Nonetheless, this morning in my hypnagogic state, there were a bunch of the pseudocide story elements showing themselves and wanting to be written about. I still don’t have the whole idea in my head, but the kettle is now bubbling. I don’t yet have a plot, but the severed finger in the tooled leather box is there for sure. Gosh, I wonder what’s going to happen…
Meanwhile, back at the ranch, I’ve received my 2nd proof of Ben Bones & The Galleon of Gold, made my few corrections, and uploaded a new interior pdf. As soon as CreateSpace approves it, I’ll order some copies. There are a few “thank you” copies that I have to send to people, as well as having a stock on hand to sell to my local libraries and such. We live in exciting times.
I spent about 7.5 hours today riding my mouse around in PhotoShop and the Createspace website making Ben Bones and The Galleon of Gold happen. As usual, it was a slog, but most of the work is done. Of course, after I reached the point where interior and cover had been uploaded in pdf form, I discovered that the wording in the back cover blurb could have been more elegant. I went back in and fixed the cover but Createspace had my project locked for review and I wasn’t able to upload the improved version. That’ll be another day or so of interminable waiting.
I had put completing this project off for several months. I didn’t have faith in it. Yes, the book had been written, thoroughly gone through by my crit group (WNCMysterians.org), but I felt that something was missing. I wanted more red herrings, more terrible things to happen, and I didn’t want my perp to be so obvious so early. Too bad for me. I finally decided that it was clogging my psyche and I had to get rid of it, even if it wasn’t as strong as the other Ben Bones adventures. Now I can turn my mind to other projects. The next one will be better.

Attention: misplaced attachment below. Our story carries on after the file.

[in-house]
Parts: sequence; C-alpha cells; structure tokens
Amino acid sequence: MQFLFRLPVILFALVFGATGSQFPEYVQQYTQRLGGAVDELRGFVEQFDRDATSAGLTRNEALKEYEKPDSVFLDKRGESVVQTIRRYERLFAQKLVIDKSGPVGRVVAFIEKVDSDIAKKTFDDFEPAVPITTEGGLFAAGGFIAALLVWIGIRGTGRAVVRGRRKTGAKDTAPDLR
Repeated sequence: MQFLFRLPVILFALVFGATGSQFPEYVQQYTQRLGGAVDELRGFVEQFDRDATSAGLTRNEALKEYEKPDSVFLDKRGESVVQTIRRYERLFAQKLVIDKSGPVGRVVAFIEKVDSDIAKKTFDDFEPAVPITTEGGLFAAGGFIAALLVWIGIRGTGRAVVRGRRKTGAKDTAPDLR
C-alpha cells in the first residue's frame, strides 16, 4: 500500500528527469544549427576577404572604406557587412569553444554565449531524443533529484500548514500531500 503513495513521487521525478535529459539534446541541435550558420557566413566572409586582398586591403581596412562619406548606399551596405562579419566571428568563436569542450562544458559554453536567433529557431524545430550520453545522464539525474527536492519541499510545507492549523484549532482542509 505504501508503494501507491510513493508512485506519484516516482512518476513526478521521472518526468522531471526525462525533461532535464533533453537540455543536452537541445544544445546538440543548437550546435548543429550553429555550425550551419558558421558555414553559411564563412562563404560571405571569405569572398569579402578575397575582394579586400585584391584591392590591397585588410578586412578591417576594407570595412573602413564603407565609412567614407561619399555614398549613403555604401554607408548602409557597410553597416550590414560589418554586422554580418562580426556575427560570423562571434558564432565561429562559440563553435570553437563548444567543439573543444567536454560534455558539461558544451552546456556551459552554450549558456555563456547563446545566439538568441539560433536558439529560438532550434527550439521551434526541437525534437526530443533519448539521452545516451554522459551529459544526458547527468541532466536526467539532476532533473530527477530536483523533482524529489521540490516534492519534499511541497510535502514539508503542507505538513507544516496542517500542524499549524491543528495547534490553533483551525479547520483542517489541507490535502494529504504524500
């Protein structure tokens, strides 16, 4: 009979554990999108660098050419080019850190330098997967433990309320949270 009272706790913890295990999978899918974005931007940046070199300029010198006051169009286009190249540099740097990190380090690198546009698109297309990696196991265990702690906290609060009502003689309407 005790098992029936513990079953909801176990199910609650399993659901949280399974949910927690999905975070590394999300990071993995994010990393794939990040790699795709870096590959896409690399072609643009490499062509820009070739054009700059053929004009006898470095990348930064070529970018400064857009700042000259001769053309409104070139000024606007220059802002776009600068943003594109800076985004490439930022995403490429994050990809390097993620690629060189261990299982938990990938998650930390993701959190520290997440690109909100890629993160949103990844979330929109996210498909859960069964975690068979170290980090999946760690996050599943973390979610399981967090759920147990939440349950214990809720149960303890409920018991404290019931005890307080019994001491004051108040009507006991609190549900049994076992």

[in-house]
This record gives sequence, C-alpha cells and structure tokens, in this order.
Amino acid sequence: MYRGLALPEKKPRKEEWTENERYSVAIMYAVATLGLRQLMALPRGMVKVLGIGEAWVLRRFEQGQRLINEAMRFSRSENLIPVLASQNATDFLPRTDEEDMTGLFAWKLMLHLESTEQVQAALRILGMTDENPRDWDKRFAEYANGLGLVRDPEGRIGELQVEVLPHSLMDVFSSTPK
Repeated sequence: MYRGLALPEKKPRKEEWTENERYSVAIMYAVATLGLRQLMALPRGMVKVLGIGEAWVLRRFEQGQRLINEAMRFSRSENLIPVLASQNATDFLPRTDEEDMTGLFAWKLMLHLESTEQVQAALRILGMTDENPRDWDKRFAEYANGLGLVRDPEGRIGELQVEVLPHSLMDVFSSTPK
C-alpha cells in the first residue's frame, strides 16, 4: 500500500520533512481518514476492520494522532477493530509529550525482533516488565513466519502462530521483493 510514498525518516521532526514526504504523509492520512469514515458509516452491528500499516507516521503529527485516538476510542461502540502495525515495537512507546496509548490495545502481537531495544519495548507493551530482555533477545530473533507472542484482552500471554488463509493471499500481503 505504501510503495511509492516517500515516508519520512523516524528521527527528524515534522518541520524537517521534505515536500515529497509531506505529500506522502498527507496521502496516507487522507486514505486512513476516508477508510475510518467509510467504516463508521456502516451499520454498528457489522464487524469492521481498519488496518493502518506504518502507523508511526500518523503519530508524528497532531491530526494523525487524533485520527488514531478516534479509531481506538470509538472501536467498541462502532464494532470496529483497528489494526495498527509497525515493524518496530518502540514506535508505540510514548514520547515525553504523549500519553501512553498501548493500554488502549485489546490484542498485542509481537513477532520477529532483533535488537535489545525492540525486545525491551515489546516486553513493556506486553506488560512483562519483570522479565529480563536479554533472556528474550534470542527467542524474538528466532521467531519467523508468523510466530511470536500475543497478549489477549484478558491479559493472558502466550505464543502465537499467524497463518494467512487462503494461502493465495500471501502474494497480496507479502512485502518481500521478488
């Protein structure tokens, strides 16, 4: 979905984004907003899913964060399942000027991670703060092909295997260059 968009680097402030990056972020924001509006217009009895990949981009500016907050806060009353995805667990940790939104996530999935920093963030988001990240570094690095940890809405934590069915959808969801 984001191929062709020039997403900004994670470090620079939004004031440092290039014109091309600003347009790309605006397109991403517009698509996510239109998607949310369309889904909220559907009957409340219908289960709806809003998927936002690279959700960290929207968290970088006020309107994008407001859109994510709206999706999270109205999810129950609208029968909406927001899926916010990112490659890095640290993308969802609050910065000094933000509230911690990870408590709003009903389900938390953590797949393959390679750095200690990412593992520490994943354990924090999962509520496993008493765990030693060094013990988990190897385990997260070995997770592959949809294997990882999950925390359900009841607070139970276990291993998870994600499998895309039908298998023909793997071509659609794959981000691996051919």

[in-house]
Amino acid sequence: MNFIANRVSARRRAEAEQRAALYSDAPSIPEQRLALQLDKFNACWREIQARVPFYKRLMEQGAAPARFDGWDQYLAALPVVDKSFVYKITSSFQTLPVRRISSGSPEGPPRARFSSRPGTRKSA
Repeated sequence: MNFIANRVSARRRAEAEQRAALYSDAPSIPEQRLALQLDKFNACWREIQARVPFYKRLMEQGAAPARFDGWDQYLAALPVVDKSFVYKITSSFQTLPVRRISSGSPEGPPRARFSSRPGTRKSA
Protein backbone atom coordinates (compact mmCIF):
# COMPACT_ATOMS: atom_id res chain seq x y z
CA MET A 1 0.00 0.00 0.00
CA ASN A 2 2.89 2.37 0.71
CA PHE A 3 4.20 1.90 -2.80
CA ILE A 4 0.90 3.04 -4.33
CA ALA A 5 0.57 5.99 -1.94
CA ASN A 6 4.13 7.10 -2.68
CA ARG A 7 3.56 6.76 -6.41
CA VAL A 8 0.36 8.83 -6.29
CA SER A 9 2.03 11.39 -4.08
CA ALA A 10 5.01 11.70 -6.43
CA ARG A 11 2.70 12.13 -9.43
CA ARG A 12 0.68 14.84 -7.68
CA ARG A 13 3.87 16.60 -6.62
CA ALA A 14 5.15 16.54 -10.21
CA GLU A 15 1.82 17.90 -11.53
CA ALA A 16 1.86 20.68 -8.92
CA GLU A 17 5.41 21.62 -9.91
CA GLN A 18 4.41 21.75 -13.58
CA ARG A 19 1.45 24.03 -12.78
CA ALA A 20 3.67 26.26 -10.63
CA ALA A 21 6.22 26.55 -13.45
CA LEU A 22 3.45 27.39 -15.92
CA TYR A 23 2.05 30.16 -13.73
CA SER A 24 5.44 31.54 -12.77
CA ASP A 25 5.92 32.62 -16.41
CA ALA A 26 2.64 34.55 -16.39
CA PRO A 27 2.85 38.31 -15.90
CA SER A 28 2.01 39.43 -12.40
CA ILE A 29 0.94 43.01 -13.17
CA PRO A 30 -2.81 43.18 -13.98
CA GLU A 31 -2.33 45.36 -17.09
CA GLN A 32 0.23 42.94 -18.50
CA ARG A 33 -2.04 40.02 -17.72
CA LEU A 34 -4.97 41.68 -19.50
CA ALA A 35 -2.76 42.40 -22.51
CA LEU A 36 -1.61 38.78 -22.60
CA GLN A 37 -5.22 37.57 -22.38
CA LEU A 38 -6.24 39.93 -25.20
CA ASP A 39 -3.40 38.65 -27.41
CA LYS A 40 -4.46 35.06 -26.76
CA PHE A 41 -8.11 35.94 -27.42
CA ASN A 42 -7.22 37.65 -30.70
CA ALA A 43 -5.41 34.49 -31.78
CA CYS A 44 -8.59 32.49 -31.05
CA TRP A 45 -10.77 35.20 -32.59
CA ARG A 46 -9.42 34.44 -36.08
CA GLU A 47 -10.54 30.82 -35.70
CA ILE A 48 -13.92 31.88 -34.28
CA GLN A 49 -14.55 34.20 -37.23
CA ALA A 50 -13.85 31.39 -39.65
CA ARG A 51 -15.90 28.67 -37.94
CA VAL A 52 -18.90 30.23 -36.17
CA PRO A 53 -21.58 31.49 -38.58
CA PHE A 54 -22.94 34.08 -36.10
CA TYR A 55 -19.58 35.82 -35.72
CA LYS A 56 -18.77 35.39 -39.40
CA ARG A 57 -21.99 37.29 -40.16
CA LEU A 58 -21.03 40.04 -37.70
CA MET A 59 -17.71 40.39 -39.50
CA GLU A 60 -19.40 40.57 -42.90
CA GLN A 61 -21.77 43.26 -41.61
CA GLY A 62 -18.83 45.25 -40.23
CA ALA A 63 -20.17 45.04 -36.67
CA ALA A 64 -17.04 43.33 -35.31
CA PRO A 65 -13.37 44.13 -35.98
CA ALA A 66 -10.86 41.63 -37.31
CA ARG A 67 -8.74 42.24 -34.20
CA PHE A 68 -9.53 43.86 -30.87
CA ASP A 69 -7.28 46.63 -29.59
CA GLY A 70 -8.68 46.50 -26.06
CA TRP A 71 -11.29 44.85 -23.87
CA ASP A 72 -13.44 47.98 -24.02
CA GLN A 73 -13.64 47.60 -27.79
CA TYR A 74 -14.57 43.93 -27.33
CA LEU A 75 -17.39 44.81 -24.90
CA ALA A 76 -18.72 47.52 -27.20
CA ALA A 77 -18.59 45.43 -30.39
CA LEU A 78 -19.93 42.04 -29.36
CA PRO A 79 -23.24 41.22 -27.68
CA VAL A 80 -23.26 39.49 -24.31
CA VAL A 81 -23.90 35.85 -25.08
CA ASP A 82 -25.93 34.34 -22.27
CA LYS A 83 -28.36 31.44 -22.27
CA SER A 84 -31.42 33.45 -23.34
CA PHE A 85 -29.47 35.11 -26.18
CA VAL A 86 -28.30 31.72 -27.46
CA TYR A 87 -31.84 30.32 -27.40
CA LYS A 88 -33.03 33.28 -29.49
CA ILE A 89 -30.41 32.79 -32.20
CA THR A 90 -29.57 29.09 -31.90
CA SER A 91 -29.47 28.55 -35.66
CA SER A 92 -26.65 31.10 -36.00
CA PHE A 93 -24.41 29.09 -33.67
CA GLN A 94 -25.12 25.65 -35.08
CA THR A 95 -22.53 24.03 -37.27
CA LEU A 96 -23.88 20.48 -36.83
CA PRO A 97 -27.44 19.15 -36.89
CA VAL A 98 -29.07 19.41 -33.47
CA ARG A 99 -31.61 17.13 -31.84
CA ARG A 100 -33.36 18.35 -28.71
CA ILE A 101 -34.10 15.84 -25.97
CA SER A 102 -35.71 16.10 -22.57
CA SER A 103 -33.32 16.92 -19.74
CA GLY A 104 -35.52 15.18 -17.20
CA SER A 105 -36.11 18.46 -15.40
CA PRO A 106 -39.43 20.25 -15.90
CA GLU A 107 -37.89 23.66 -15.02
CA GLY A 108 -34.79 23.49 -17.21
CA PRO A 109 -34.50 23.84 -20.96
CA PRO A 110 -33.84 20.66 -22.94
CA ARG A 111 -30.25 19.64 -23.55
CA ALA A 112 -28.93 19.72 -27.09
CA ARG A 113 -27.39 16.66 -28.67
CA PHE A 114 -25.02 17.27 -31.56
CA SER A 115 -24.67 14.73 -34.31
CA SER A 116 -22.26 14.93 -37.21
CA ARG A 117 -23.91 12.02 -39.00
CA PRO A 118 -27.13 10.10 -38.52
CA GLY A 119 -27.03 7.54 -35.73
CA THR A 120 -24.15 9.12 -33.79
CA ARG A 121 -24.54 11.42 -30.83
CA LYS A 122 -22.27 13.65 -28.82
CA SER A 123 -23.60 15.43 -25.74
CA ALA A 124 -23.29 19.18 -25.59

Not to change the subject, but… I’ve developed a strategy that helps convince me I’m a writer even during my fallow periods. I write short stories in between the bigger projects. This past week I finished a horrifying little thing that made me very uncomfortable while writing. You see, I had a title: Victim de Jour, and I knew there had to be a story in it. Someone had said it in passing and I grabbed it and carried it around in my head for a few weeks before forcing myself to sit down and type it on a page. What developed from that title was just short of 1200 words, but it was so disturbing to write that I knew I had something good. The Mysterians will have at it in a couple of days and I can’t wait to hear what they say. I told them I wanted to hear the sounds they made when they first read it. One of them has already said she couldn’t get through it on her first try and had to put it down. Truly a jewel!